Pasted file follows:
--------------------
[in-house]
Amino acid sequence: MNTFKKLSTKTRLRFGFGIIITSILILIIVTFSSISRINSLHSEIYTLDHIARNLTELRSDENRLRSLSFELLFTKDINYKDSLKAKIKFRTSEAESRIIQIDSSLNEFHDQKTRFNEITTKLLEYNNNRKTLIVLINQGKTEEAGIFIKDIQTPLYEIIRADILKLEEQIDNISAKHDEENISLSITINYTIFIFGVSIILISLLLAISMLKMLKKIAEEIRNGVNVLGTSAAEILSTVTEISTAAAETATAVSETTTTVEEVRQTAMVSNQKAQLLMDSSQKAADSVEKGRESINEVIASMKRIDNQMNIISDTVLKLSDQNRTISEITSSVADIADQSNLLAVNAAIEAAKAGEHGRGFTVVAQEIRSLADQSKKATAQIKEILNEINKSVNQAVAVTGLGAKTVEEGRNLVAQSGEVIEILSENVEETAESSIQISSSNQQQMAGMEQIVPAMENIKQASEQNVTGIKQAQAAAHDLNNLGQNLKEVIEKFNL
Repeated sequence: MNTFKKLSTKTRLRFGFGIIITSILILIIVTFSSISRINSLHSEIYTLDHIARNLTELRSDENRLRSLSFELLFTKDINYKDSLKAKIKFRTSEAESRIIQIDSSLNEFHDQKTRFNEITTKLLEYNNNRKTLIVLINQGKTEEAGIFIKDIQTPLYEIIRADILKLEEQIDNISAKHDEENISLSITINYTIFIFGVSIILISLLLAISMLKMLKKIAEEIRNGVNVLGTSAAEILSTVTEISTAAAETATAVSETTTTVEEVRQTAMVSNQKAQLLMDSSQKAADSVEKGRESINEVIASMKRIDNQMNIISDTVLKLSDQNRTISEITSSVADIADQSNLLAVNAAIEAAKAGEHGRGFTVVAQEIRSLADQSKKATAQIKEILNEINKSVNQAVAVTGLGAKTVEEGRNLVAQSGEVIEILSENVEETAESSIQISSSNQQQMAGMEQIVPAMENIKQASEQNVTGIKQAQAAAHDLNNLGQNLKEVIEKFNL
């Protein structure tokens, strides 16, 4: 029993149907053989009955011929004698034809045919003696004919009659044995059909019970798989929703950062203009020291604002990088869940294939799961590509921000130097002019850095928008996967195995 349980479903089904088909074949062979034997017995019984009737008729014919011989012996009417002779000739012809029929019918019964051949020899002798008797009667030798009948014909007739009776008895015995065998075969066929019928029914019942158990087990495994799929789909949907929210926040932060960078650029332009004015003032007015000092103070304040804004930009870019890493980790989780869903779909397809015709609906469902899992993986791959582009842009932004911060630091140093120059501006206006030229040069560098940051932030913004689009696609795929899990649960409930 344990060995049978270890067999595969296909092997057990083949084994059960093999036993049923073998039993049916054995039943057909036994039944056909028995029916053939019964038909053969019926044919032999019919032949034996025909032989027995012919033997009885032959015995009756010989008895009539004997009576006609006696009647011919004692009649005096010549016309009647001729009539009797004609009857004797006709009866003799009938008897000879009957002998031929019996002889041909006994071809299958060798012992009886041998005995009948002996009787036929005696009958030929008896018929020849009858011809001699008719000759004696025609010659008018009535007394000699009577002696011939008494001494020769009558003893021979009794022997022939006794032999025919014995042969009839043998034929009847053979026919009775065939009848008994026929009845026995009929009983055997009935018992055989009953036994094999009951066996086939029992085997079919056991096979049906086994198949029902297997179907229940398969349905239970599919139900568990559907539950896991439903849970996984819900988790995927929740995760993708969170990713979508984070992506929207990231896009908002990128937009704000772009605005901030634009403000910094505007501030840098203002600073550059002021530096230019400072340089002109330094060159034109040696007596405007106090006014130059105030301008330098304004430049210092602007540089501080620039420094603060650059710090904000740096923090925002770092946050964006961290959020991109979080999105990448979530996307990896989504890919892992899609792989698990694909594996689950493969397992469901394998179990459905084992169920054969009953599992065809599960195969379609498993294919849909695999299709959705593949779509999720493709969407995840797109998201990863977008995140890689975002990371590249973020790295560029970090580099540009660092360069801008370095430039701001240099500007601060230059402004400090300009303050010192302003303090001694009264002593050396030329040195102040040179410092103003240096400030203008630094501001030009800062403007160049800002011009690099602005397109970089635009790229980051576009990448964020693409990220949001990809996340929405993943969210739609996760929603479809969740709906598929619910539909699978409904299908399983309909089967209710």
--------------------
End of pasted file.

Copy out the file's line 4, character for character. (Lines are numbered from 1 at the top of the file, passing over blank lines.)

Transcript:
């Protein structure tokens, strides 16, 4: 029993149907053989009955011929004698034809045919003696004919009659044995059909019970798989929703950062203009020291604002990088869940294939799961590509921000130097002019850095928008996967195995 349980479903089904088909074949062979034997017995019984009737008729014919011989012996009417002779000739012809029929019918019964051949020899002798008797009667030798009948014909007739009776008895015995065998075969066929019928029914019942158990087990495994799929789909949907929210926040932060960078650029332009004015003032007015000092103070304040804004930009870019890493980790989780869903779909397809015709609906469902899992993986791959582009842009932004911060630091140093120059501006206006030229040069560098940051932030913004689009696609795929899990649960409930 344990060995049978270890067999595969296909092997057990083949084994059960093999036993049923073998039993049916054995039943057909036994039944056909028995029916053939019964038909053969019926044919032999019919032949034996025909032989027995012919033997009885032959015995009756010989008895009539004997009576006609006696009647011919004692009649005096010549016309009647001729009539009797004609009857004797006709009866003799009938008897000879009957002998031929019996002889041909006994071809299958060798012992009886041998005995009948002996009787036929005696009958030929008896018929020849009858011809001699008719000759004696025609010659008018009535007394000699009577002696011939008494001494020769009558003893021979009794022997022939006794032999025919014995042969009839043998034929009847053979026919009775065939009848008994026929009845026995009929009983055997009935018992055989009953036994094999009951066996086939029992085997079919056991096979049906086994198949029902297997179907229940398969349905239970599919139900568990559907539950896991439903849970996984819900988790995927929740995760993708969170990713979508984070992506929207990231896009908002990128937009704000772009605005901030634009403000910094505007501030840098203002600073550059002021530096230019400072340089002109330094060159034109040696007596405007106090006014130059105030301008330098304004430049210092602007540089501080620039420094603060650059710090904000740096923090925002770092946050964006961290959020991109979080999105990448979530996307990896989504890919892992899609792989698990694909594996689950493969397992469901394998179990459905084992169920054969009953599992065809599960195969379609498993294919849909695999299709959705593949779509999720493709969407995840797109998201990863977008995140890689975002990371590249973020790295560029970090580099540009660092360069801008370095430039701001240099500007601060230059402004400090300009303050010192302003303090001694009264002593050396030329040195102040040179410092103003240096400030203008630094501001030009800062403007160049800002011009690099602005397109970089635009790229980051576009990448964020693409990220949001990809996340929405993943969210739609996760929603479809969740709906598929619910539909699978409904299908399983309909089967209710």